One year after the first radioactive leaks, school yards in evacuated towns are used as collection grounds for contaminated soil. The Japanese government has the intent of using the schools again and hires private contractors to decontaminate them. Mr. Onada, a former resident of Futaba notes, “This is really no more than a symbolic act. The government has to show it has done its best effort before admitting defeat and closing the areas forever.” As of January 2012, radiation measuring stations are set-up in these areas. Readings vary widely. This school in Namie registered 0.18 micro sieverts in the northwest corner and 5.4 micro sieverts in the southwest corner.
The Japanese government mandated a forced evacuation in a radius of 20km around Fukushima Daiichi. A further 10km are deemed a voluntary evacuation area. Entry is strictly controled and usually denied to all but former residents. Road blocks and police abound. Many pets are abandoned. The luckiest ones are chained to their homes so they do not run away, with week’s of rations and water left for them at a time.
The voluntary and mandatory zones are not coherently determined on levels of radiation. This may be revised in March 2012. Some towns with low readings have a forced evacuation order imposed, while others with readings of up to 10.9 micro sieverts per hour are deemed voluntary evacuation zones.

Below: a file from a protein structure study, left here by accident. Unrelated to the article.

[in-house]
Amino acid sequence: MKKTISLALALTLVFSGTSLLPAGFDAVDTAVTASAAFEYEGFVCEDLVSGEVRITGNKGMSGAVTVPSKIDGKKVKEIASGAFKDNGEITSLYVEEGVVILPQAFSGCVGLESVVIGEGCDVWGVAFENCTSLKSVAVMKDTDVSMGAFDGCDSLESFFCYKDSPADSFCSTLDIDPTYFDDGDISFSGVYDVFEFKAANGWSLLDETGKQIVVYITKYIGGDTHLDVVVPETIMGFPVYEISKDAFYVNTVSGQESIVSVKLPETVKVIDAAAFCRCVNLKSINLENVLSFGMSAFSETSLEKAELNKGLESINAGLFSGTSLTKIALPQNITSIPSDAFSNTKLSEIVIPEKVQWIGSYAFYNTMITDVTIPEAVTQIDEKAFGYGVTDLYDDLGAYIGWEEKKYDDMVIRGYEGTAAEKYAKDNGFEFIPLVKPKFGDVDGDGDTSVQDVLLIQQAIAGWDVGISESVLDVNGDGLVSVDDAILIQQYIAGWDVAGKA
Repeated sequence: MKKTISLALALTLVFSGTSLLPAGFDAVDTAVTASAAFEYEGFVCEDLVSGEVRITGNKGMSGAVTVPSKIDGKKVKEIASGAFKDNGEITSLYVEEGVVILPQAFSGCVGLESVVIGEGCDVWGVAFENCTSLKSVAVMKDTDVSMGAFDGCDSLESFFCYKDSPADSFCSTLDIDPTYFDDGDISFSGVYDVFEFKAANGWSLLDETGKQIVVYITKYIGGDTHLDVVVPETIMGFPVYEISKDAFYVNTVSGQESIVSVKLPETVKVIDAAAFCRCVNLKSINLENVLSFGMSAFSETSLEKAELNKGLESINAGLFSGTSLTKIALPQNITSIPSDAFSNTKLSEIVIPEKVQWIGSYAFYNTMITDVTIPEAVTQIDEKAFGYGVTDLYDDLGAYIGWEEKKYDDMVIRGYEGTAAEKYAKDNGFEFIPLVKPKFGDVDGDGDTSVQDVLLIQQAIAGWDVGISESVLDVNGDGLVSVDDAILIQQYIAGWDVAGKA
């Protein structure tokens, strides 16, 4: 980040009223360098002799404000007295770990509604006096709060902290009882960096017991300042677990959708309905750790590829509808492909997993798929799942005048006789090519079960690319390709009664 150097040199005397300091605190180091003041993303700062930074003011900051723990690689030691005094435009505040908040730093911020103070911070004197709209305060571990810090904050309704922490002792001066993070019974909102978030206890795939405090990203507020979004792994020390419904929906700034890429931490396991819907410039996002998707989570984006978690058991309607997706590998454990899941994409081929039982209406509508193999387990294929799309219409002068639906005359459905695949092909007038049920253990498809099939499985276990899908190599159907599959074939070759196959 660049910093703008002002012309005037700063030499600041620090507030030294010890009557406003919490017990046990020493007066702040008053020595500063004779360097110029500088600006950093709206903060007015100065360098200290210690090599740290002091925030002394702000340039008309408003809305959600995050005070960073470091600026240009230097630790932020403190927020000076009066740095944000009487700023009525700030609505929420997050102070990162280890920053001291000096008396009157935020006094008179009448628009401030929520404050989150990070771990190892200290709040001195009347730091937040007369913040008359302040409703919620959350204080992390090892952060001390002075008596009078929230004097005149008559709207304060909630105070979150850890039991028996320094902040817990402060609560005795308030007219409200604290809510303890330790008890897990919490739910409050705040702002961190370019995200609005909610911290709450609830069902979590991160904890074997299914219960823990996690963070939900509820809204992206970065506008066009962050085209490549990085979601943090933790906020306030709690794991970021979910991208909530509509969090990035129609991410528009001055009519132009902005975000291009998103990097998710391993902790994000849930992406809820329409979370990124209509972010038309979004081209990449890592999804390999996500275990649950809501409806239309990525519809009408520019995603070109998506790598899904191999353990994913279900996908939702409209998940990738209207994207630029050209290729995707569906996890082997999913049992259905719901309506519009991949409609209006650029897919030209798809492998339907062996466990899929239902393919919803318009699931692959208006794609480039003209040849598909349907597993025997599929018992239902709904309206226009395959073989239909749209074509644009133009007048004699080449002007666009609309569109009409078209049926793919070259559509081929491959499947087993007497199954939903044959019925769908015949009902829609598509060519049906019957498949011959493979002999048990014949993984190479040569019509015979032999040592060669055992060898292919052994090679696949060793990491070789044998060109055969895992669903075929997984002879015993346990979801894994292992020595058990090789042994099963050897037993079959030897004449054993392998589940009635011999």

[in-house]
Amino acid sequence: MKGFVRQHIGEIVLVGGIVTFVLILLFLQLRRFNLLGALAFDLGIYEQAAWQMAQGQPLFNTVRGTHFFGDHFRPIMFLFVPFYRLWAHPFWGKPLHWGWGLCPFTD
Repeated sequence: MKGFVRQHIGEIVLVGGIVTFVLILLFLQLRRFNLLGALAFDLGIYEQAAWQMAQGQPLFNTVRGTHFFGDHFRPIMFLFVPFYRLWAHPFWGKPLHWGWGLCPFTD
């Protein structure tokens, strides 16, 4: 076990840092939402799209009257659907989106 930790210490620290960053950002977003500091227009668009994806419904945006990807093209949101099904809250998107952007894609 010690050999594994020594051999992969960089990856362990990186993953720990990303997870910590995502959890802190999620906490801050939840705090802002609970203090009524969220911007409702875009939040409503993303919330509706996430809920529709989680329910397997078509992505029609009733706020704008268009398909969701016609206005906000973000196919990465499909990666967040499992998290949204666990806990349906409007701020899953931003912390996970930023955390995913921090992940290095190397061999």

“To the townspeople in Tsushima District: This is a message from Namiecho City Hall (Disaster countermeasures office). We are worrying about the dispersal of radioactive substance caused by the nuclear disaster in Fukushima Daiichi. Please evacuate from this City as soon as possible. We decided to establish the temporary Namie City Hall on the 2nd floor of the Towa branch office of Nihonmatsu City Hall. If you want to know where to evacuate or the safety information, please contact to the phone number below (0243462111).”
Minamisoma Town – Fukushima One Year Later
The City of Minamisoma had over 70,000 residents before the disaster. Nearly 1,500 perished in the tsunami. Two-thirds of the residents evacuated in the wake of the nuclear melt-down.
Minamisoma is bisected by both the 30km and 20km evacuation belts. A large part of the area in Minamisoma that was destroyed by the tsunami is within these zones. One year after the disaster, most of the rubble is cleared, but nothing is re-built, leaving it a no-man’s land.
Although technically illegal to enter, the 20km belt in Minamisoma is porous and crossing under cover of darkness is straightforward. “The government is telling us that we will be able to return to our homes, so it makes no sense to keep the evacuated zones closed. They closed them, not because of the radiation, but because there was so much stealing. At night you would see shadows, like coakroaches come out into the streets and in the morning so many things would be missing.” – Mrs. Hoshi, former resident of Minamisoma.